“I love all three sports, I couldn’t pick my favorite.”
Liar, eveyone has a favorite.
As I looked out the window on Sunday morning at freezing rain coming down, contemplating if I should head out the door, I thought to myself ‘I really don’t like running, especially in less than ideal weather’. I reserved my run for later that evening, alas on the treadmill, even worse.
Triathlon provides alot of variety; three sports, different gear for each, nutrition, and race strategy just to name a few. This in one of the main reasons why I love this sport. If I had to bike 5 days a week, I would go crazy. Not too mention running; I think I would be a couch potato if that was case.
It did make me think though, what is it about the three sports that I like so much? What is my favorite?
I typically don’t hesitate to pull on the Speedo (sorry for the visual), grab my paddles, and head to the lane for a workout. I enjoy the opportunity to be with my thoughts and air bubbles for an hour. It gives me time to think about everything from life changes to singing my favorite song. Only one problem, I can’t keep track of my laps past 400m because my mind wanders off.
Going fast is what it is all about. Biking is awesome, you can head out on the road and over the course of 40km, you can experience more than you can with any other sport. My typical routes take me through the rural country side of Southern Alberta, which can be amazing, and by amazing I mean great views with wind.
And every roadie/triathlete, at least everyone I have met, digs bikes.
I am not a huge fan of running, never have, never will. When I started this whole triathlon thing, I didn’t run. I didn’t run track or long distance in Junior High or High school; man I wish I did. Mind you, I have come to like it over the last two years. By working on my foot strike and evening out muscle imbalances in my lower body, I have eliminated injury while increasing both distance and speed.
I have read many times that you can’t win a race on the swim, but you certainly lose it. So I needed to focus on it over the last two winter seasons, increasing my efficiency and speed.
My favorite sport? Swimming. It may be that of the three, I am the best at it, but I think it has more to do with the fact that my daughter is a fish as well. We really enjoy leaving mom at home, heading to the pool, and acting like a couple of kids. Easier for me than her sometimes. We do get some disapproving looks while we are having a cannon ball competition, but hey, who cares. Right?
In the future, once we can bike more than 500m without stopping, biking may become my favorite.
Question: What is your favorite sport? Why?
There is no initiation or right of passage, but you can tell when you have become a triathlete.
In a recent blog post, ‘I Could Never Run That Distance’ I explored the reasons why I do what I do. So how do you know when you can call yourself a triathlete? I tried to determine some distigushing characteristics.
Not that I am an expert, or you are a only a triathlete when (insert something here). One thing about this sport I love is that there is no ‘recipe’ that makes a triathlete. Some people come from a swimming background, like myself, and some come from a running background, I wish. The one thing in common though, it took alot of hard work to get where we are, so good job.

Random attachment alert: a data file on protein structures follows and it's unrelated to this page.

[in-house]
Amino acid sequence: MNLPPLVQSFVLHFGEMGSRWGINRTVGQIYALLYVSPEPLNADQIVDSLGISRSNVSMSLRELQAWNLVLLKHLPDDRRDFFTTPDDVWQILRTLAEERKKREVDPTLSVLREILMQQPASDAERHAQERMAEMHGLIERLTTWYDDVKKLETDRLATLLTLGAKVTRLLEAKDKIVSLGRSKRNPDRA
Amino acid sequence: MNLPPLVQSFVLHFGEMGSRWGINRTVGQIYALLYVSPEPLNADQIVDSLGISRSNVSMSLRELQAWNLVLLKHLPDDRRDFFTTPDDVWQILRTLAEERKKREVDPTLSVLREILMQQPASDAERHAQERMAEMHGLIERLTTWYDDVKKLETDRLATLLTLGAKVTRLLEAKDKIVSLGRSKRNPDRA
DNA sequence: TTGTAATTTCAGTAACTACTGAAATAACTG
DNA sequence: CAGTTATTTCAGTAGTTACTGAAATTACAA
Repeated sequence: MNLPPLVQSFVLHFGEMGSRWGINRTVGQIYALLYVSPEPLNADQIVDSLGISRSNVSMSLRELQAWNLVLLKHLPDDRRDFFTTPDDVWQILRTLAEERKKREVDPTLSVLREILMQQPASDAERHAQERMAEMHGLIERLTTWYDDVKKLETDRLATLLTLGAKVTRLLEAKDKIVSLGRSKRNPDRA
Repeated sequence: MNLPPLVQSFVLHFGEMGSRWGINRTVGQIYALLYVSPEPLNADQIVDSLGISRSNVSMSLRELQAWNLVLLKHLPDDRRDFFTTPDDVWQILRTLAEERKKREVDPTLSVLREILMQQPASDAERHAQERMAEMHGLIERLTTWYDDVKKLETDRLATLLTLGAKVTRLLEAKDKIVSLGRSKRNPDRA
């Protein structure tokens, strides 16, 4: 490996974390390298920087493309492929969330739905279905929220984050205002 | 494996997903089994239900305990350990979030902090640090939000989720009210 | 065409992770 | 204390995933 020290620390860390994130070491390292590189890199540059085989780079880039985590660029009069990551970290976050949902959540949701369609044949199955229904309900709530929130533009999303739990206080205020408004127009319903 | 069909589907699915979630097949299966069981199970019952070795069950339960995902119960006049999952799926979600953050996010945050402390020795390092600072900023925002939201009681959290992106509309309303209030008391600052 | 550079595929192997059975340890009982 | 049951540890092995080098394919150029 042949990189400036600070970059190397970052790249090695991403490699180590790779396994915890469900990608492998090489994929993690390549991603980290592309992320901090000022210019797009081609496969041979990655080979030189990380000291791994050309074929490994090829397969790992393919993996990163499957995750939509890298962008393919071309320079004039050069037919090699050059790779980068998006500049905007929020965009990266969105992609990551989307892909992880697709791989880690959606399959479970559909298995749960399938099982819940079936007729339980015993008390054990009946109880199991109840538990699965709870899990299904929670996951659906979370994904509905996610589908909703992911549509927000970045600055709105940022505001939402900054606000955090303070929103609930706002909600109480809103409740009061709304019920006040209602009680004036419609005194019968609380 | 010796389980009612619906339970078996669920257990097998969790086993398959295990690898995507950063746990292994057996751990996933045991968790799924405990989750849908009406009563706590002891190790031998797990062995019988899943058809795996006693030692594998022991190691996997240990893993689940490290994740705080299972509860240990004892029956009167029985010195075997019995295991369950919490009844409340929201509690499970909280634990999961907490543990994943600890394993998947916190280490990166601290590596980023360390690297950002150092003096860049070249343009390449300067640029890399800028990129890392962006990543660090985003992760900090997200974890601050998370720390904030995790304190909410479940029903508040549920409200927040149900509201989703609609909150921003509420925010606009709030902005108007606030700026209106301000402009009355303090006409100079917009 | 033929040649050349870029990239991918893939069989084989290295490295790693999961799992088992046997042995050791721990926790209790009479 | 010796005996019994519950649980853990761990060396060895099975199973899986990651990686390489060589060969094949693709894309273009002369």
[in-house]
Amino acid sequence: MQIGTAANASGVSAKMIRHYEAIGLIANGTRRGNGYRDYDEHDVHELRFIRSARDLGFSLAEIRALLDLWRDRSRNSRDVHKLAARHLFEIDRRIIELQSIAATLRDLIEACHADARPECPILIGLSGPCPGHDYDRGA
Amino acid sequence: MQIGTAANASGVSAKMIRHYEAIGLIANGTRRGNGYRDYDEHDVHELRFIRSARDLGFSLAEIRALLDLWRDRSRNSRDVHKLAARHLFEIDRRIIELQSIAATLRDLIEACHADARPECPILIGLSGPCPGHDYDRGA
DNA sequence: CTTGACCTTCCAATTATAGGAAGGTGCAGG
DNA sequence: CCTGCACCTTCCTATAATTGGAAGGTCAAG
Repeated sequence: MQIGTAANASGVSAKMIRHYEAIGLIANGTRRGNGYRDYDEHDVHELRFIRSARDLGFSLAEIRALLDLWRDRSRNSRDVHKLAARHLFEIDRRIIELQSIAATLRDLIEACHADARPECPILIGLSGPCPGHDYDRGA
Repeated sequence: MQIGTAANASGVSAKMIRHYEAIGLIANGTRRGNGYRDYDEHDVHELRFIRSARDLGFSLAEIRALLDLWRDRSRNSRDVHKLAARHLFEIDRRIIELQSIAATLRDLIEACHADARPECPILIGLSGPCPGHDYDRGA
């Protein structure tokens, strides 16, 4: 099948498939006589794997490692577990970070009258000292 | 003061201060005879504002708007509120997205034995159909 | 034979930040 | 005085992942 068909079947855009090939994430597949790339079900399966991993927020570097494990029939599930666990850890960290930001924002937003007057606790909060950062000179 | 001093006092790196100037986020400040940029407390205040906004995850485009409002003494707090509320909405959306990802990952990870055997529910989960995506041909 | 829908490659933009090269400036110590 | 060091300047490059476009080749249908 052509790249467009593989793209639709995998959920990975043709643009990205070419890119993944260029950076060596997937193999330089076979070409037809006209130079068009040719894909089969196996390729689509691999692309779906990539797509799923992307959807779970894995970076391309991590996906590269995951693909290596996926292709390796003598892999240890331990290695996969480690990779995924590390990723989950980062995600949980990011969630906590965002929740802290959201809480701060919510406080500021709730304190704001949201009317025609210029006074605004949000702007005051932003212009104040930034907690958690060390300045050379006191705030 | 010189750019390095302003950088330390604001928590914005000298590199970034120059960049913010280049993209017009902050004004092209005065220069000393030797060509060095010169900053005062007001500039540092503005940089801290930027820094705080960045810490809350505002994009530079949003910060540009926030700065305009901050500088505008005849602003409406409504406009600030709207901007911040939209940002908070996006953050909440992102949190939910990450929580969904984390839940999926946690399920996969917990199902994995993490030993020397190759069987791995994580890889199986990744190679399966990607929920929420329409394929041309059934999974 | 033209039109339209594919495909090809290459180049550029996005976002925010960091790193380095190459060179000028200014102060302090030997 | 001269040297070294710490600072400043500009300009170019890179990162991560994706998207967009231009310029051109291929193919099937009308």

If you are like me, you like to make fun of yourself, so I thought i would make this list.
And because it isn’t worth doing unless you are either getting dirty or having fun; that is the family moto in our house.
The collection of bike parts in your garage can rival any bike shop, big or small. In addtion to the standard tires/tubes/pump, most commonly found on my work bench is brake pads, pedal cleats, and foam helment inserts.
Your physio’s recptionist knows you by name, and convieniently, you don’t have to check in at the counter for your appointments any more. For me, it is never the same issue either; one day it is a shin injury, the next a shoulder problem.
You have actually combined ‘just’ with ’10km’ in the same sentence. More than once. Not to mention that most of them are the second workout of the day. Brick anyone?
The smell of chlorine after a lunchtime workout doesn’t bother you, or anyone else in the office anymore. I have never read of any benefits of cholrine on your body, swimsuit, or training aids but that doesn’t stop me from logging +10,000 meters per week.
What is that black mark on my calf? It kinda looks like chain grease. After a long ride Saturday, there was no time to hit the shower before heading out with the family so a ‘baby wipe’ shower had to do.
Laundry is part of your nightly routine, typically just before your evening stretch. When you bike for 90 minutes on Monday, you want to smell fresh for Tuesday’s long run, right?
You have forgot what your shower at home looks like. The shower at the gym on the other hand has become your hang out spot. Sorry for the pun. You carry a toothbrush with you in your gym bag, and more than likely you carry the entire supporting cast along with it.
Your bike is in better mechanical shape than your car is. It is not uncommon to let your car go 1000km past it’s oil change, but heaven forbid you forget to grease your chain after each ride.
Waking up on Sunday morning at 0630 is considered sleeping in. Still got 8 hours of sleep though, couldn’t stay awake past 2100.
The triathlon community is an awesome one to be part of. Everyone I have met, except for a select few, are great individuals who I feel priviledged to meet.
Question: What characteristic do you identify with?